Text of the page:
Compounds of arsenic were known as early as the 4th century B.C., but it was not identified as an element until 1649.

Uses - photocells (combined with gallium), poisons, bronzing

 

Selenium                     multicolored.gif (1741 bytes)  Click here to return to periodic table              

Symbol Se Name Selenium
Atomic Number 34 Atomic Mass 78.96 amu
Melting Point amorphous - 50C
gray - 217C
Boiling Point 685C
Protons/Electrons 34 Neutrons 45
Classification Nonmetal State Solid
Density amorphous - 4.28g/cm3
gray - 4.79 g/cm3
Period/Group 4 / 16
Electronegativity 2.55 Atomic Radius 119 pm
# of Isotopes 6 Color black
Energy Levels 4 Crystal Structure hexagonal
Selenium was recognized as an element in 1818 by Jns Jacob Berzelius, a Swedish chemist.                                    

Uses - xerography, medicines, photoelectric cells, TV cameras, photographic toner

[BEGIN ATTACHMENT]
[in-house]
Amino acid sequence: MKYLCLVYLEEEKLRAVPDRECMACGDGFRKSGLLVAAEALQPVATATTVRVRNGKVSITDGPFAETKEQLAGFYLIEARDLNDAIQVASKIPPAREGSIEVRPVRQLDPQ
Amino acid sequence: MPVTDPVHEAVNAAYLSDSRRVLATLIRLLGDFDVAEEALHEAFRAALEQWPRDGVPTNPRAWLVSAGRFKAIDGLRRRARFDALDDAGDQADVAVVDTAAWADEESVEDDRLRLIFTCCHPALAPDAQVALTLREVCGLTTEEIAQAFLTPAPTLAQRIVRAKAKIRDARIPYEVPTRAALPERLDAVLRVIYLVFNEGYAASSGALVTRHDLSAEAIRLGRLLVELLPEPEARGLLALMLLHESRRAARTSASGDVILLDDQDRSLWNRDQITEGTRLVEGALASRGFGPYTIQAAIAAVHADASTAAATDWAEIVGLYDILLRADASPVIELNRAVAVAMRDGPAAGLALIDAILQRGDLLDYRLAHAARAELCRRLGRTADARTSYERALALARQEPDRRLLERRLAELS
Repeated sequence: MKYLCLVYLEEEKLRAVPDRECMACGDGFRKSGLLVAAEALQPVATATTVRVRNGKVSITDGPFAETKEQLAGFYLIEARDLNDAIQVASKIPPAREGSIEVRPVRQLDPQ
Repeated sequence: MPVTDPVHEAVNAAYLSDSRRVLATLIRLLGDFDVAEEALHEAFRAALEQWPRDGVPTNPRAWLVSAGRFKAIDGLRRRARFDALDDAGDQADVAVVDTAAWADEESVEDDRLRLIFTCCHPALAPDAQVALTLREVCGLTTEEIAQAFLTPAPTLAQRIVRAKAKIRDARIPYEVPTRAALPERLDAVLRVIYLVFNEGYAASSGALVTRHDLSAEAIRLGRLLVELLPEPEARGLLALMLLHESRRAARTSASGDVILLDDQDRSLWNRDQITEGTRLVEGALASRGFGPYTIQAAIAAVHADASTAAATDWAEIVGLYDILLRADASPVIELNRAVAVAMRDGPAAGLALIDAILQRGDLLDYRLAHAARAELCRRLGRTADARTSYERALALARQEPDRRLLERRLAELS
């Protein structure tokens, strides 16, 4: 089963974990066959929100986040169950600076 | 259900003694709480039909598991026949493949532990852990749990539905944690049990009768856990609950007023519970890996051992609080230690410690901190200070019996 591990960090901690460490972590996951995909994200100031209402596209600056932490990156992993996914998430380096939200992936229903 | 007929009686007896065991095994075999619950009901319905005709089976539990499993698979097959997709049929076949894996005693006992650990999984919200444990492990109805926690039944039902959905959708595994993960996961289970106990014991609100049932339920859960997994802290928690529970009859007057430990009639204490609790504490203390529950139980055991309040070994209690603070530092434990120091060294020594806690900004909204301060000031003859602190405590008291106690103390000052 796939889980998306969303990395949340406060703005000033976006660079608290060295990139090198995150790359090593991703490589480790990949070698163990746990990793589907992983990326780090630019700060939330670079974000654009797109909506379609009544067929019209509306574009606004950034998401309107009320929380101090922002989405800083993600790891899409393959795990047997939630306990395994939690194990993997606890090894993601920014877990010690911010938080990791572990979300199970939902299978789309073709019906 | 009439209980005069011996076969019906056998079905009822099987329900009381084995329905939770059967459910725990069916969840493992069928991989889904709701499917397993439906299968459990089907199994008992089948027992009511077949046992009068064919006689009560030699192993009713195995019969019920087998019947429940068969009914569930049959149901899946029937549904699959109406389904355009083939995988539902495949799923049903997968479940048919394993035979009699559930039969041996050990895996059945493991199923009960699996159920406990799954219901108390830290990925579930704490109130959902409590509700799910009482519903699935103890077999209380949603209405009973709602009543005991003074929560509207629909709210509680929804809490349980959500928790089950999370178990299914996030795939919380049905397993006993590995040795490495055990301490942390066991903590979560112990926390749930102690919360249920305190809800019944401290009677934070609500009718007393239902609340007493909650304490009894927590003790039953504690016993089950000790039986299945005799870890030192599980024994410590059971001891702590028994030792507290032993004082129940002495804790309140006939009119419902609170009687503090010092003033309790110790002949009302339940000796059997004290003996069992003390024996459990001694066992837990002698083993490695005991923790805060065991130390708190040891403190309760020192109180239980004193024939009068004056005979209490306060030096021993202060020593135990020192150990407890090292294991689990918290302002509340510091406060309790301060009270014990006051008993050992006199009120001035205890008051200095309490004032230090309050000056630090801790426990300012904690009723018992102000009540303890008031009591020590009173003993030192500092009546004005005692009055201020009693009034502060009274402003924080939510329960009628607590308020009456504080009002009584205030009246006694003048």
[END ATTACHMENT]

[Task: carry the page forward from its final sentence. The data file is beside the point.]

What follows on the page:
Bromine                         multicolored.gif (1741 bytes)  Click here to return to periodic table            

Symbol Br Name Bromine
Atomic Number 35 Atomic Mass 79.909 amu
Melting Point -7.2C Boiling Point 59C
Protons/Electrons 35 Neutrons 45
Classification Nonmetal State Liquid
Density 3.12 g/cm3 Period/Group 4 / 17
Electronegativity 2.96 Atomic Radius 114 pm
# of Isotopes 2 Color reddish-brown
Energy Levels 4 Crystal Structure orthorhombic
Antoine Jrme Balard in France first isolated bromine in 1826 from bitterns left after the evaporation of Mediterranean Sea water and recognized it as an element in 1826.  Balard was only 23 years old.                

Uses - pesticides, photography, fumigants, flameproofing agents, dyes, medicines, water purification

 

Krypton                          multicolored.gif (1741 bytes)  Click here to return to periodic table           

Symbol Kr Name Krypton
Atomic Number 36 Atomic Mass 83.80 amu
Melting Point -156.6C Boiling Point -152.3C
Protons/Electrons 36 Neutrons 48
Classification Nobel Gas State Gas
Density 0.003733 g/cm3 Period/Group 4 / 18
Electronegativity 3 Atomic Radius 112 pm
# of Isotopes 6 Color colorless
Energy Levels 4 Crystal Structure cubic
Krypton was discovered in 1898 by the English chemists Sir William Ramsay and Morris W. Travers.                           

Uses - lamps, UV lasers

 

Rubidium                    multicolored.gif (1741 bytes)  Click here to return to periodic table               

Symbol Rb Name Rubidium